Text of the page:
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Discussion Starter · #1 · (Edited)
I was running car when this happens. Then switch Tranny to parking and fall to 1,000 RPM. Switch to drive but neutral like and it raise to 2,000 rpm and keep raising, tranny no response on any gear. After few minutes later it work fine like nothing happens. What is the problem?
 

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Is that the only problem you're having? Delayed engagement is typically due to a transmission problem.
 

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I am not familiar with transmissions but I know a lot about computers. Disconnect the sensor(s) from the transmission one by one, if it is a bad sensor then the computer and transmission may operate in a fail-safe way and the transmission may then shift into gear. If nothing, disconnect all electronics from the transmission to force the tranmission into operating completely mechanically and then try again; the computer may refuse to start the engine if it cannot communicate with the transmission, I would not design a car this way though.

If the problem is mechanical then it sounds like the transmission is fucked as it can't catch gears... or however it works.
 

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Discussion Starter · #11 ·
I am not familiar with transmissions but I know a lot about computers. Disconnect the sensor(s) from the transmission one by one, if it is a bad sensor then the computer and transmission may operate in a fail-safe way and the transmission may then shift into gear. If nothing, disconnect all electronics from the transmission to force the tranmission into operating completely mechanically and then try again; the computer may refuse to start the engine if it cannot communicate with the transmission, I would not design a car this way though.

If the problem is mechanical then it sounds like the transmission is fucked as it can't catch gears... or however it works.
Thnks but after while of what happen tranny work fine. All gears are working know.
 

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With this kind of problem, the failure is almost certainly an internal transmission failure. Probably will need to replace or rebuild.
 

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The only time my transmission did not respond was when I was 19 and destroyed it by repeatedly putting it into neutral, revving the shit out of the car and then slapping it into drive.

It's not a sensor. A transmission will still go into gear without a sensor. On a healthy car, with the car off put it into gear and you will see what I mean.

Your transmission failing to shift into gear means there is a serious problem inside it and based on my experience with a failing transmission, you should start planning for it's failure which will soon come.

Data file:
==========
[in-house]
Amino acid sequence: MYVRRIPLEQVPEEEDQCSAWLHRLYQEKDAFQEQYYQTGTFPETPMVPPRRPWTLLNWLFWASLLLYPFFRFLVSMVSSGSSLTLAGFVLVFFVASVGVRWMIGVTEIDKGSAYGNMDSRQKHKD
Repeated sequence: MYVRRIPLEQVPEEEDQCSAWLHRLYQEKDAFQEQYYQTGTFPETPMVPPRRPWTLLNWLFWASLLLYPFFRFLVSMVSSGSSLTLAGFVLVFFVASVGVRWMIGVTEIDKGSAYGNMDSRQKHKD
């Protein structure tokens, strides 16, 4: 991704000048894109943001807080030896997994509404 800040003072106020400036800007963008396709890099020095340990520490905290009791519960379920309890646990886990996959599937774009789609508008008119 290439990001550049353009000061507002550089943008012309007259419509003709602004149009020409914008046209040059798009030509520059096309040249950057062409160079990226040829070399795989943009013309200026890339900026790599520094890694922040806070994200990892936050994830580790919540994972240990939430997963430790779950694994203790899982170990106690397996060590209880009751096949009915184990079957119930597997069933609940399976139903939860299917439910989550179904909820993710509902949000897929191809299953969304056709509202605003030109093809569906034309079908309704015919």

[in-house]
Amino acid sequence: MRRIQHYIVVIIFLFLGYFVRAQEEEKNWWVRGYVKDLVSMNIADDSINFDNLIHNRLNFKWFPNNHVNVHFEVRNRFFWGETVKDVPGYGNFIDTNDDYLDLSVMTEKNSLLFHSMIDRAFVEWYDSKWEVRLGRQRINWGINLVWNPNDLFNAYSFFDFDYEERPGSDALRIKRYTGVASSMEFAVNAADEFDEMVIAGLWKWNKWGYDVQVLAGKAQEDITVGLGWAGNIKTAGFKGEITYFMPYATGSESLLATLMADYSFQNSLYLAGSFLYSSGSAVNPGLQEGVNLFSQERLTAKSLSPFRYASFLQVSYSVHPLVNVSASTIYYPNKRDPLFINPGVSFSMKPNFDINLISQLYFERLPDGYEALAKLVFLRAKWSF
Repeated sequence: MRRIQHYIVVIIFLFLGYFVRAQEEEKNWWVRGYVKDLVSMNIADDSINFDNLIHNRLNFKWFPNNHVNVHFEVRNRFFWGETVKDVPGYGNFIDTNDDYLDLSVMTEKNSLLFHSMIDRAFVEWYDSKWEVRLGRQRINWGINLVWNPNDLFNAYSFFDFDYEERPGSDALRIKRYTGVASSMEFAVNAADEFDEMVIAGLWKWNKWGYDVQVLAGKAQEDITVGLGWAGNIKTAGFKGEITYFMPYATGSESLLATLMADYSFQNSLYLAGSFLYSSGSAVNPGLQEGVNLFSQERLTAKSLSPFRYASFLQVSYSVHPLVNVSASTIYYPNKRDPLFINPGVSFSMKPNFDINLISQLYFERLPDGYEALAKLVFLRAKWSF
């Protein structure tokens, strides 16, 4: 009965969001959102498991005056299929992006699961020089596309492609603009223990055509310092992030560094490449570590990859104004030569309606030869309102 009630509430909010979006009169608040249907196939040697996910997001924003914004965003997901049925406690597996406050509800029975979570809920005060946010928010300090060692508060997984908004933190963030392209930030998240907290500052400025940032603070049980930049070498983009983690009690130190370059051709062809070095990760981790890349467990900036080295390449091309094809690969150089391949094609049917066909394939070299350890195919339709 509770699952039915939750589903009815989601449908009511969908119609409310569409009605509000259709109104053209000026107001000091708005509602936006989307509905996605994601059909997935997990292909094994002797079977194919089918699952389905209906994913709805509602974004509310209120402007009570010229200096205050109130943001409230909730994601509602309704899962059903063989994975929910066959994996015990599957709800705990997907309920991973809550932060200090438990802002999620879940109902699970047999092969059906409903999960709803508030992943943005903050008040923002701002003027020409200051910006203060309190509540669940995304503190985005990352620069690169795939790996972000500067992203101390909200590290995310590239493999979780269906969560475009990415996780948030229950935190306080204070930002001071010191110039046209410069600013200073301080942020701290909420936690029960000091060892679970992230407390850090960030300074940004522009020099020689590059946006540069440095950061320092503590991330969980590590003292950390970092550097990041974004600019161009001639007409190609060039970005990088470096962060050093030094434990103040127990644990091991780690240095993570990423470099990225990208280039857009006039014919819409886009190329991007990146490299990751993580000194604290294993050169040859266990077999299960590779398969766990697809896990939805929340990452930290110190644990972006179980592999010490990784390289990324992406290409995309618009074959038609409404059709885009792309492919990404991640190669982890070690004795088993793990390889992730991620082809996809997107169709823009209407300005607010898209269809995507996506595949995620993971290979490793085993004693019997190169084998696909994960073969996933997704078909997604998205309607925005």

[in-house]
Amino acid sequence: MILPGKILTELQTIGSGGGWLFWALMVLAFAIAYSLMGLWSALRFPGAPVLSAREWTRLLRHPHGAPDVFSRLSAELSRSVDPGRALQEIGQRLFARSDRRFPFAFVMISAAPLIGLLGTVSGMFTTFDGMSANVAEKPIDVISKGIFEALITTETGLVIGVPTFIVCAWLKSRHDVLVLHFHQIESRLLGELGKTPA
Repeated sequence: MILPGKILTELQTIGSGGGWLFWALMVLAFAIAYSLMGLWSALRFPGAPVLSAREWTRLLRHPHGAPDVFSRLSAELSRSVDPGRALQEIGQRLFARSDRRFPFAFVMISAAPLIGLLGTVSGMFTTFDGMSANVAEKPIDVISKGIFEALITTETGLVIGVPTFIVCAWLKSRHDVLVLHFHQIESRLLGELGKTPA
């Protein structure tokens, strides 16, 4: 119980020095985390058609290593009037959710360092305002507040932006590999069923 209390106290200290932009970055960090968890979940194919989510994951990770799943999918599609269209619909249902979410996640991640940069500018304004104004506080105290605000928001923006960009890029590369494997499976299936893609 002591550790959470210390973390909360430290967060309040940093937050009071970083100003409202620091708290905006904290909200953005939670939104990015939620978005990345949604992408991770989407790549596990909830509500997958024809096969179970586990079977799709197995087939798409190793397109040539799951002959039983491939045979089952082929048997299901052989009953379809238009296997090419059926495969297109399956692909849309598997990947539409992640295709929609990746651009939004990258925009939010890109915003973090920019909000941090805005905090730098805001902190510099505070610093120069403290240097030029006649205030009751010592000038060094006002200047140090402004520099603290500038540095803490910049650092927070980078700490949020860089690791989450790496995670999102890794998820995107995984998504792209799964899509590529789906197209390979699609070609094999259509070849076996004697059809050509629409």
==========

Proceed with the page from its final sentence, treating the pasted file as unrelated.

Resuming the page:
Do you have any flaring? This means when you press down the accelerator 100%, the rev's hold high before shifting into next year.
 

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The only time my transmission did not respond was when I was 19 and destroyed it by repeatedly putting it into neutral, revving the shit out of the car and then slapping it into drive.

It's not a sensor. A transmission will still go into gear without a sensor. On a healthy car, with the car off put it into gear and you will see what I mean.

Your transmission failing to shift into gear means there is a serious problem inside it and based on my experience with a failing transmission, you should start planning for it's failure which will soon come.

Do you have any flaring? This means when you press down the accelerator 100%, the rev's hold high before shifting into next year.
This is inaccurate. Automatic transmission gear engagement is controlled by oil pressure to a series of wet clutch packs. If the engine is not running, the transmission oil pump is not spinning, therefore, no oil pressure to engage a selected gear.

The external solenoids control transmission oil pressure to the parts of the valve body, which can affect gear engagement, and shifting, among other things.

Sensors such as the vehicle speed sensor can also affect shifting or gear engagement as well. Its been a long time since ive seen one of these transmissions, but most hondas also have a input and output speed sensor. If any one of these three sensors are bad, or erratic signal, you can absolutely get intermittent function from the transmission. The vehicles are usually pretty good about throwing a code for a erratic sensor though. If you have a blinking "D" then you may want to pull the codes.
 

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Oh right. I though the cars ability to roll when put into drive meant the transmission was in gear but now I'm guessing it can roll because the transmission park pin or what ever it's called is disengaged.

I just looked in the manual and saw a speed pulser in the transmission.


Don't you have a third generation Prelude?


DON NADIE read this if you have a 1988-1989 Prelude:



Read this if you have a 1990-1991 Prelude:

 
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